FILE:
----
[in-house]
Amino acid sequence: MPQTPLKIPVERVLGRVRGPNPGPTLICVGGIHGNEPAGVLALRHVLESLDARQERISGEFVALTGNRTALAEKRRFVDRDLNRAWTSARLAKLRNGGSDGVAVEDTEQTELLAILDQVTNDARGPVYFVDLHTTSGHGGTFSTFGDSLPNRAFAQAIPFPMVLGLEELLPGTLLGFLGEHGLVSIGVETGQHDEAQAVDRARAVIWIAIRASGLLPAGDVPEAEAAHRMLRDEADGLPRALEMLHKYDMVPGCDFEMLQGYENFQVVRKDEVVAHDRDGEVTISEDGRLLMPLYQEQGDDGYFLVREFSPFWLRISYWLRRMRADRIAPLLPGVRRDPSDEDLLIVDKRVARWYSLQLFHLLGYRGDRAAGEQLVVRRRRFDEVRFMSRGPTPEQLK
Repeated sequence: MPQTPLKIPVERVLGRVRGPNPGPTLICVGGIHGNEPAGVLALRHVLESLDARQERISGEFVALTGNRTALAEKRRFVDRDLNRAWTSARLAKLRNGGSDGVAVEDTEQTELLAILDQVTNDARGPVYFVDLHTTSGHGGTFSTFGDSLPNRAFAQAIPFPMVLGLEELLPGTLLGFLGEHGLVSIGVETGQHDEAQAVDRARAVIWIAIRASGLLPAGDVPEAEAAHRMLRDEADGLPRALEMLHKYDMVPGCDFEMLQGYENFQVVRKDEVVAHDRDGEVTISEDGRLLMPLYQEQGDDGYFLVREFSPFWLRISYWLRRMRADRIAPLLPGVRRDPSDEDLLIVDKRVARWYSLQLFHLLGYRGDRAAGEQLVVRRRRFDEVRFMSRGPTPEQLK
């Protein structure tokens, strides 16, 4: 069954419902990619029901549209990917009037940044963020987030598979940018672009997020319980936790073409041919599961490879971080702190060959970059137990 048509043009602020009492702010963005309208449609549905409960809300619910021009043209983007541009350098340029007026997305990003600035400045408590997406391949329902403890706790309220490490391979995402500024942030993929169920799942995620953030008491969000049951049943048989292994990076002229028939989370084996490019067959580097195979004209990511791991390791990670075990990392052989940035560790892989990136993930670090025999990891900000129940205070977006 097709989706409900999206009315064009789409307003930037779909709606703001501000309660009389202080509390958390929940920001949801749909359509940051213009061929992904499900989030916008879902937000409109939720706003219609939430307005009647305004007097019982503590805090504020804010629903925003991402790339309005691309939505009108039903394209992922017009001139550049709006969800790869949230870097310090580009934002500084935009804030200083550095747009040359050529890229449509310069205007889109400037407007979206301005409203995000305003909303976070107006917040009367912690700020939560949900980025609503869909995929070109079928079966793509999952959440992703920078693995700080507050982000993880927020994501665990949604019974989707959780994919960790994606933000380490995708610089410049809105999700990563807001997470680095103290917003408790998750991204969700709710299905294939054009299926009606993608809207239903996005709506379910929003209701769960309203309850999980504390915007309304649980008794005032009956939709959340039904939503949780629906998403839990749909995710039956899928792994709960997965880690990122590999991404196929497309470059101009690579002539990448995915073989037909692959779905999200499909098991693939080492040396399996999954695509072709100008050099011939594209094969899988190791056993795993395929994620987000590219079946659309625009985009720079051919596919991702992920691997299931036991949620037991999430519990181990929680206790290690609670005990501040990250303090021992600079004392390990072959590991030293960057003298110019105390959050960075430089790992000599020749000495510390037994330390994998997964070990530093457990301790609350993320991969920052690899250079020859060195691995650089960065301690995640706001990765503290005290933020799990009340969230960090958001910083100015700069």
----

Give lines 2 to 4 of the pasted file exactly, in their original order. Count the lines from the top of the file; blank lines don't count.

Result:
Amino acid sequence: MPQTPLKIPVERVLGRVRGPNPGPTLICVGGIHGNEPAGVLALRHVLESLDARQERISGEFVALTGNRTALAEKRRFVDRDLNRAWTSARLAKLRNGGSDGVAVEDTEQTELLAILDQVTNDARGPVYFVDLHTTSGHGGTFSTFGDSLPNRAFAQAIPFPMVLGLEELLPGTLLGFLGEHGLVSIGVETGQHDEAQAVDRARAVIWIAIRASGLLPAGDVPEAEAAHRMLRDEADGLPRALEMLHKYDMVPGCDFEMLQGYENFQVVRKDEVVAHDRDGEVTISEDGRLLMPLYQEQGDDGYFLVREFSPFWLRISYWLRRMRADRIAPLLPGVRRDPSDEDLLIVDKRVARWYSLQLFHLLGYRGDRAAGEQLVVRRRRFDEVRFMSRGPTPEQLK
Repeated sequence: MPQTPLKIPVERVLGRVRGPNPGPTLICVGGIHGNEPAGVLALRHVLESLDARQERISGEFVALTGNRTALAEKRRFVDRDLNRAWTSARLAKLRNGGSDGVAVEDTEQTELLAILDQVTNDARGPVYFVDLHTTSGHGGTFSTFGDSLPNRAFAQAIPFPMVLGLEELLPGTLLGFLGEHGLVSIGVETGQHDEAQAVDRARAVIWIAIRASGLLPAGDVPEAEAAHRMLRDEADGLPRALEMLHKYDMVPGCDFEMLQGYENFQVVRKDEVVAHDRDGEVTISEDGRLLMPLYQEQGDDGYFLVREFSPFWLRISYWLRRMRADRIAPLLPGVRRDPSDEDLLIVDKRVARWYSLQLFHLLGYRGDRAAGEQLVVRRRRFDEVRFMSRGPTPEQLK
């Protein structure tokens, strides 16, 4: 069954419902990619029901549209990917009037940044963020987030598979940018672009997020319980936790073409041919599961490879971080702190060959970059137990 048509043009602020009492702010963005309208449609549905409960809300619910021009043209983007541009350098340029007026997305990003600035400045408590997406391949329902403890706790309220490490391979995402500024942030993929169920799942995620953030008491969000049951049943048989292994990076002229028939989370084996490019067959580097195979004209990511791991390791990670075990990392052989940035560790892989990136993930670090025999990891900000129940205070977006 097709989706409900999206009315064009789409307003930037779909709606703001501000309660009389202080509390958390929940920001949801749909359509940051213009061929992904499900989030916008879902937000409109939720706003219609939430307005009647305004007097019982503590805090504020804010629903925003991402790339309005691309939505009108039903394209992922017009001139550049709006969800790869949230870097310090580009934002500084935009804030200083550095747009040359050529890229449509310069205007889109400037407007979206301005409203995000305003909303976070107006917040009367912690700020939560949900980025609503869909995929070109079928079966793509999952959440992703920078693995700080507050982000993880927020994501665990949604019974989707959780994919960790994606933000380490995708610089410049809105999700990563807001997470680095103290917003408790998750991204969700709710299905294939054009299926009606993608809207239903996005709506379910929003209701769960309203309850999980504390915007309304649980008794005032009956939709959340039904939503949780629906998403839990749909995710039956899928792994709960997965880690990122590999991404196929497309470059101009690579002539990448995915073989037909692959779905999200499909098991693939080492040396399996999954695509072709100008050099011939594209094969899988190791056993795993395929994620987000590219079946659309625009985009720079051919596919991702992920691997299931036991949620037991999430519990181990929680206790290690609670005990501040990250303090021992600079004392390990072959590991030293960057003298110019105390959050960075430089790992000599020749000495510390037994330390994998997964070990530093457990301790609350993320991969920052690899250079020859060195691995650089960065301690995640706001990765503290005290933020799990009340969230960090958001910083100015700069």